Monroe Ethics Board Addresses Procedural Matters at Second Meeting

Revisiting a code of ethics seen as key in a time of crisis
March 16, 2016 Updated: March 16, 2016

MONROE—The town of Monroe’s revived board of ethics met on March 10 with a full agenda. All members were present. On this its second meeting, the board considered procedures and processes.

First order of the day was electing a chairman and alternate chairman. Michael Egan was elected and chaired the rest of the meeting. The board elected Lance Whitman as alternate chairman in case the chairman should be absent. Ann Marie Morris agreed to take on secretarial duties until further notice.

Discussion was had on how to keep confidential documents. The board decided to keep documents in a locked file cabinet at the town hall. The board was told to complete disclosure statements.

There was an extensive discussion on how to handle reports of town code violations. The board does not intend to police the town. Code violation forms will be kept sealed with the town clerk who will send them to the board’s counsel who will then email the form to board members.

Code Revisions

Board member Paul Phelan accepted the task of recommending revisions to the town’s Code of Ethics. Phelan extensively made use of the work of Mark Davies, whom Whitman called the “godfather of ethics.” Davies has written extensively about ethics in the course of governance, especially local government, and is now chairman of New York City’s Conflict of Interest Board.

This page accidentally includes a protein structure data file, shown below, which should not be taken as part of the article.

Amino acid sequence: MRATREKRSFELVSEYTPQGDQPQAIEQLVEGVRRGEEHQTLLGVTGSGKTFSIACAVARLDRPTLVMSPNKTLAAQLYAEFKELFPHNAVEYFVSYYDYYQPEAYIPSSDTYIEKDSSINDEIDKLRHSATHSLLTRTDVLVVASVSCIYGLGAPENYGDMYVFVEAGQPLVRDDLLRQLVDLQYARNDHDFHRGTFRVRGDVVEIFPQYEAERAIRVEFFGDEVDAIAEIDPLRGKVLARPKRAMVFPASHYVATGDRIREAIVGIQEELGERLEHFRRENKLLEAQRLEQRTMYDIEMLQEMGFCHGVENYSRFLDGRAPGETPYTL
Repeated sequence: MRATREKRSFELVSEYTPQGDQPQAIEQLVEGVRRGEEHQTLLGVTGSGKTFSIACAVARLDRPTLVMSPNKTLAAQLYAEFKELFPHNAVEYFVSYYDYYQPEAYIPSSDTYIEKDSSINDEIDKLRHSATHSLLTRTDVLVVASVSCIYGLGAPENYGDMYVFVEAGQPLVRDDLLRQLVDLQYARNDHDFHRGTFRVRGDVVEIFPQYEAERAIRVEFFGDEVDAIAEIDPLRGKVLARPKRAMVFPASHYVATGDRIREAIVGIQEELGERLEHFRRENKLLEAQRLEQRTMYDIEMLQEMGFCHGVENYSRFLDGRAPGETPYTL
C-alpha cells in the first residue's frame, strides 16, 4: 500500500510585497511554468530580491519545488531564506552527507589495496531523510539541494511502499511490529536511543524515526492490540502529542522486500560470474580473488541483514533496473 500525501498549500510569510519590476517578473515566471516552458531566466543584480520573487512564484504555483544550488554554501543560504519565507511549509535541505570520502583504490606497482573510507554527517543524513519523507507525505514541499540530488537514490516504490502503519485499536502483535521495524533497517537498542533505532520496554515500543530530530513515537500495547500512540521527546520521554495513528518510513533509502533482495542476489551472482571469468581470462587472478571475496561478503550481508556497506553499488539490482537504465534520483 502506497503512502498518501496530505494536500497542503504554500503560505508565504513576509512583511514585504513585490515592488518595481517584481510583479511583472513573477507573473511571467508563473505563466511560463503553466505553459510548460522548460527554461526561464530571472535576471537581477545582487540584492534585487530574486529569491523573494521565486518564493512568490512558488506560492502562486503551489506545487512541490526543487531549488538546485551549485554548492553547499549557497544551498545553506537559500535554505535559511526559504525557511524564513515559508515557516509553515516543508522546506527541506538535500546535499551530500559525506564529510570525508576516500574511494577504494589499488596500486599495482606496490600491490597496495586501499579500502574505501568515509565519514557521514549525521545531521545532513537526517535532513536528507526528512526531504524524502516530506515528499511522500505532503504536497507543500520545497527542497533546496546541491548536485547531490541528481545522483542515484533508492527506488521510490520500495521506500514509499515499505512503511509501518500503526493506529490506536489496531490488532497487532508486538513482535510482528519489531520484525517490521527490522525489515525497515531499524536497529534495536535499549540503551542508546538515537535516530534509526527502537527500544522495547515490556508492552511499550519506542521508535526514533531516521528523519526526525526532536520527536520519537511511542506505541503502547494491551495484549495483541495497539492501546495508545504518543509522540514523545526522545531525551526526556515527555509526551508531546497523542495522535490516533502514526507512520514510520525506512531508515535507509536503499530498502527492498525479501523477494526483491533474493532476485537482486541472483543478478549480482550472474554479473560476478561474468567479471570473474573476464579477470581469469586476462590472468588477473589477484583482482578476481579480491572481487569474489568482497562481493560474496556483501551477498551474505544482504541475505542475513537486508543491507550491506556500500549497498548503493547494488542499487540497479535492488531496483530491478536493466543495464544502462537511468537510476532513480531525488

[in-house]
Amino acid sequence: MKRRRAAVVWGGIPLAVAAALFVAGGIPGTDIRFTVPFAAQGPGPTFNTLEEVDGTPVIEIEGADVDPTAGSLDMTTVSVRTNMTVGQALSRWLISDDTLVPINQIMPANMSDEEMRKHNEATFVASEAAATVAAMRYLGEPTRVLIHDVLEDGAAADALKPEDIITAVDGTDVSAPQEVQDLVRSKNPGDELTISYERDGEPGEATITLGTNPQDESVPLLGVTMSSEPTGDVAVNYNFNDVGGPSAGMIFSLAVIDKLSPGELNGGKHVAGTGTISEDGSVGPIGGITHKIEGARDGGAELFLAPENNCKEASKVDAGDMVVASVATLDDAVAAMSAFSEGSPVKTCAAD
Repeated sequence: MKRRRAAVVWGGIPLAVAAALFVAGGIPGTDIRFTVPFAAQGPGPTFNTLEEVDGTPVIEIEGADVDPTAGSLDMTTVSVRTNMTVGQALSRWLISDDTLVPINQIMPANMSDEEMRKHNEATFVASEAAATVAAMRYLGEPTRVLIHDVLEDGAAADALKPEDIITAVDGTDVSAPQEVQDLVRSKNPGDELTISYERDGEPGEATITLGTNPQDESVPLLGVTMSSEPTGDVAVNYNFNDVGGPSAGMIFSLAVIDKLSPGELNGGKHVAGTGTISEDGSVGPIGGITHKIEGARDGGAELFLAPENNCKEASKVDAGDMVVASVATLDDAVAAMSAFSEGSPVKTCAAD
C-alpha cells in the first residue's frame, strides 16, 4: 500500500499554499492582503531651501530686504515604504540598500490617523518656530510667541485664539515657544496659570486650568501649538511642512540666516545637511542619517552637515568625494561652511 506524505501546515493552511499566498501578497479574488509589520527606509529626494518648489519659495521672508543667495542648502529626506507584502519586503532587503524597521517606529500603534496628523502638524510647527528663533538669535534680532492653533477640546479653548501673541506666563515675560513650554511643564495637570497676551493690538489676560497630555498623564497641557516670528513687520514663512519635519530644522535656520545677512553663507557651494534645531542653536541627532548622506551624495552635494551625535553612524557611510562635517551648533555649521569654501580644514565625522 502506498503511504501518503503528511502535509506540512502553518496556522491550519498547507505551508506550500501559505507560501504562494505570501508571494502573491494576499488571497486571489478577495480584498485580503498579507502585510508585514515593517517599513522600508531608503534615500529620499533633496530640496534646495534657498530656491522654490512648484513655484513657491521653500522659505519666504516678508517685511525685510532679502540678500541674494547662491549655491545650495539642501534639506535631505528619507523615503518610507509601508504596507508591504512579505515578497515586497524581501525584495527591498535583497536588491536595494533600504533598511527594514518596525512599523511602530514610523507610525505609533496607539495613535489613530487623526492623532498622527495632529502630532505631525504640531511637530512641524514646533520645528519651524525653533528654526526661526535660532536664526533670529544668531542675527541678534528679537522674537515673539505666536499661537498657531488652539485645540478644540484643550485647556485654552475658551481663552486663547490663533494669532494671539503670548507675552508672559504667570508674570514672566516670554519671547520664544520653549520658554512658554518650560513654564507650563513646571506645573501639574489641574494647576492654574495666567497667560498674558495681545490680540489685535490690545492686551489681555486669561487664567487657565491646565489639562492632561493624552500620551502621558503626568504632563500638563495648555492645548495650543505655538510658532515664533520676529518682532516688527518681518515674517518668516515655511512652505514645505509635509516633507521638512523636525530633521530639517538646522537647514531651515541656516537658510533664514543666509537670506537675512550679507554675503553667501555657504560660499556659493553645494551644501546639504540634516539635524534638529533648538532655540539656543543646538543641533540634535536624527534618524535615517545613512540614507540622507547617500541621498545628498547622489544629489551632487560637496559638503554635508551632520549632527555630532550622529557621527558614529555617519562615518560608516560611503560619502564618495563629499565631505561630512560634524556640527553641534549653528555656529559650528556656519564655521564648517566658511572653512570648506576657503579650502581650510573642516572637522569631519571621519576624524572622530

The board decided to revisit the town’s code of ethics in light of serious issues facing the town. Davies contends that change happens around ethics during a time of crisis such as the town now faces.

In a New York Times interview titled “Ethics as a Working Part of Official Life,” Davies said little has changed in the past 20 years in the state. “From time to time a municipality will feel the need to make changes and may or may not do it,” he said in The Times Q&A. Davies said disclosure forms were important for good municipal governance, which is what the ethics board members handled forthright.

“There also should be a transactional disclosure provision. When you’re a county employee, you should be required to disclose if taking some action—or not taking some action—will benefit yourself or your family or your outside employer or business. You should have to disclose and recuse yourself.”

An annexation resolution approved in 2015 has become a divisive issue for the town. Davies said towns revisit ethics if there is a scandal. “The only time you have change is when someone in power is pushing it or you have a major scandal and you have to respond to the scandals.”

The other time is during a change in administration. “Change can happen if you have a new administration taking over and part of their campaign was that they were going to increase the ethics law,” Davies stated.

With the election of two new councilors and an acting supervisor, the town board invited residents to bring back to life the town’s board of ethics.

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